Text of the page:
The Russian-made Loveless (2018)highlights the different cinematic traditions of the East and Western blocs. In simple terms, the film displays the East’s understanding of creative minimalism in contrast to the West’s preference for excess: ‘less is more’ versus ‘more is never enough’. Both narratively and in cinematography, Lovelessis a searing ultra-minimalist indictment of Russian society today.
We enter the story through the eyes of 12-year old Alyosha (Matvey Novikov) dawdling home from school. He is in no rush as his family life is a battleground between divorcing parents, Zhenya (Maryana Spivak) and Boris (Aleksey Rozin). Most separating parents fight for custody, but these are fighting againstcustody because caring for Alyosha is inconvenient for their new love interests. The 12-year old hears everything and knows he is unwanted. One day, Zhenya learns that Alyosha has missed some days of schooling. She had not noticed, thinking he was with his father while Boris thought the opposite. Police are soon notified and refer the parents to a voluntary missing persons search organisation as Russian police ‘do not handle such matters’. The rest of the film follows the detailed search against a background of toxic parental squabbling and scant regard for the fate of their son.
The most outstanding feature of this film is the starkly realistic way it portrays emotional shallowness. While Zhenya and Boris displayfeelings expected of parents in their situation, we sense a difference between ‘genuine’ and ‘expected’ emotion. Nothing in their words or actions earns our empathy or sympathy. They emote externally but are privately outraged over the inconvenience of the search and the impact on their divorce affairs. Despite its simple title, Loveless is a complex essay about parents incapable of loving their own child who is struggling to survive in a society that stifles love itself.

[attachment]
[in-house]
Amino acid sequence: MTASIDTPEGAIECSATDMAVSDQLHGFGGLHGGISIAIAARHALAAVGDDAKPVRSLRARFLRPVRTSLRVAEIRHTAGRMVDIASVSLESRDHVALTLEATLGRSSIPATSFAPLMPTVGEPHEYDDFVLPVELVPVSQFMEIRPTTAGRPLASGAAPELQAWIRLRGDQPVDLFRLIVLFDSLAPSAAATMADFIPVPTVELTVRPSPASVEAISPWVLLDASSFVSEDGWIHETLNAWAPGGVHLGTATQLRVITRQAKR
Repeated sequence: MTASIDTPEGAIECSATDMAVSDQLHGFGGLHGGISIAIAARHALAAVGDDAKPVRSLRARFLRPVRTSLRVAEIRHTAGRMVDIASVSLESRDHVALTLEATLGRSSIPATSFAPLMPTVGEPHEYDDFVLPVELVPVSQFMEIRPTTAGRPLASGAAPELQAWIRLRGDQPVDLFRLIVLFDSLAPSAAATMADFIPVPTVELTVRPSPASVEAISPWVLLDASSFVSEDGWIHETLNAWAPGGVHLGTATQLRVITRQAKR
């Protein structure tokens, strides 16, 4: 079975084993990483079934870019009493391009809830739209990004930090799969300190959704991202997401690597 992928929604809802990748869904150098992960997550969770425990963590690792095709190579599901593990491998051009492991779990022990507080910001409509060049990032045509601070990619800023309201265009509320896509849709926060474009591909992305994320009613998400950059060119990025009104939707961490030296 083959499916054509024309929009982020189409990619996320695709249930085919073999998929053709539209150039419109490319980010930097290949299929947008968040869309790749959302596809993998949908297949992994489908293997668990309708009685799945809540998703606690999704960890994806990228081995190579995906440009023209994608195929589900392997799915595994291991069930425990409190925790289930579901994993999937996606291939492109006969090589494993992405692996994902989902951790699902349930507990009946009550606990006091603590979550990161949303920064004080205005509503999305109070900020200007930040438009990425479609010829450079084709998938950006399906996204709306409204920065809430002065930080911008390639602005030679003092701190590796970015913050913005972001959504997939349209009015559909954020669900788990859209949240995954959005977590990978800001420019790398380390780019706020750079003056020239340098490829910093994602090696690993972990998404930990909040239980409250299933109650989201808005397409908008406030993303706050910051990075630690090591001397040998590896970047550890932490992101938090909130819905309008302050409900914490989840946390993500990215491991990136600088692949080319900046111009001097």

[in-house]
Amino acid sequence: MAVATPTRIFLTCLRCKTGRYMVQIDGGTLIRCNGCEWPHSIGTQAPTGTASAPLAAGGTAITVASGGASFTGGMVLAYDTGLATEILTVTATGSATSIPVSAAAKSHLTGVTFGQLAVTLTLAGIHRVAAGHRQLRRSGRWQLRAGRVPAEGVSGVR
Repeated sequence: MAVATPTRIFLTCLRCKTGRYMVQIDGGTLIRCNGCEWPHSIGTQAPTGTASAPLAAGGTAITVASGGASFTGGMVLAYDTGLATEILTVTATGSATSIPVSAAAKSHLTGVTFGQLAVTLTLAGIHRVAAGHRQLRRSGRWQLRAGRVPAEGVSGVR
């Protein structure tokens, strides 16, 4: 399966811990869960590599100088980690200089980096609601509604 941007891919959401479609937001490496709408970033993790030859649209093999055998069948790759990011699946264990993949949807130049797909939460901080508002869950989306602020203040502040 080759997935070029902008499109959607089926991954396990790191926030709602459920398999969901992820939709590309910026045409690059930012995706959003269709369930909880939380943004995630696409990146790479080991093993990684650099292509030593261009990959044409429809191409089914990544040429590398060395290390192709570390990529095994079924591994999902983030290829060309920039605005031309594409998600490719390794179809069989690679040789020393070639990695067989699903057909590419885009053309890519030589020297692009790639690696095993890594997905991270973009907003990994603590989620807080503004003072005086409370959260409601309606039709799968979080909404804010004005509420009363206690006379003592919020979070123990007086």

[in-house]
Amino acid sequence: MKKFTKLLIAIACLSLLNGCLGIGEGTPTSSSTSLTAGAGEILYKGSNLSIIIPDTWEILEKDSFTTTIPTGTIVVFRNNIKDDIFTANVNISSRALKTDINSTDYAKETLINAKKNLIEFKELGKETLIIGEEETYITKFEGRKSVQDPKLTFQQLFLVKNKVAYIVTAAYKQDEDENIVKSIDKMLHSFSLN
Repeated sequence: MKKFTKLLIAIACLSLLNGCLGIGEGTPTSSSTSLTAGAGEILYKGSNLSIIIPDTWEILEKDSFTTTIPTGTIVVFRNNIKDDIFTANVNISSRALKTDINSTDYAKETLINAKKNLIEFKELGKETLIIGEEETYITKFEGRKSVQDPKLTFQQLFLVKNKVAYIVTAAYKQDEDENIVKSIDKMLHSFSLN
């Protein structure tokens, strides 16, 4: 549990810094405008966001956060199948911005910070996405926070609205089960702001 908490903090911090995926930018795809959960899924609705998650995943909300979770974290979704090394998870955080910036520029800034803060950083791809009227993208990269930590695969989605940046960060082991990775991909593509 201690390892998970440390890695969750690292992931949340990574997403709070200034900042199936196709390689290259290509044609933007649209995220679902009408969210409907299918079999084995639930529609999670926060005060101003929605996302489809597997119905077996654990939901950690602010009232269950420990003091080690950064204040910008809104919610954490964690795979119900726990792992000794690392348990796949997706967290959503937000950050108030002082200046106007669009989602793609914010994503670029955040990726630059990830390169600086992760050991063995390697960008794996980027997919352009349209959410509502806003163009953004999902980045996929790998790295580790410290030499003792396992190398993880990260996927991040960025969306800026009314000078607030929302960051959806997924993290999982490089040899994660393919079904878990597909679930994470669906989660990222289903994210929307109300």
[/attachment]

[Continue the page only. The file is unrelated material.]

Whether you see Loveless as a statement about modern Russia or a broader essay on contemporary materialism depends on how literally you read the signs. Selfish parents exist everywhere but the film’s penultimate scene is unambivalent. Several years after the search, we find Boris repeating history in his loveless handling of new offspring. We see also the self-absorbed Zhenya in an expensive garden apartment with a new wealthy partner, still obsessed with keeping up appearances. She steps onto a high-tech treadmill wearing a tracksuit emblazoned with the single word ‘Russia’. Not subtle, but the director’s message is unmistakable: in the process of modernisation, Russia has absorbed the worst of the West.
In light of Russia’s political history, it should not be surprising to see a story in which the disappearance of a human being is so quickly normalised. As a movie, it is too bleak to be entertaining and too tense to be enjoyable. But it is certainly an engrossing and disturbing glimpse behind today’s translucent iron curtain.
Director: Andrey Svyagintsev
Stars; Maryana Spivak, Aleksey Rozinm, Matvey Novikov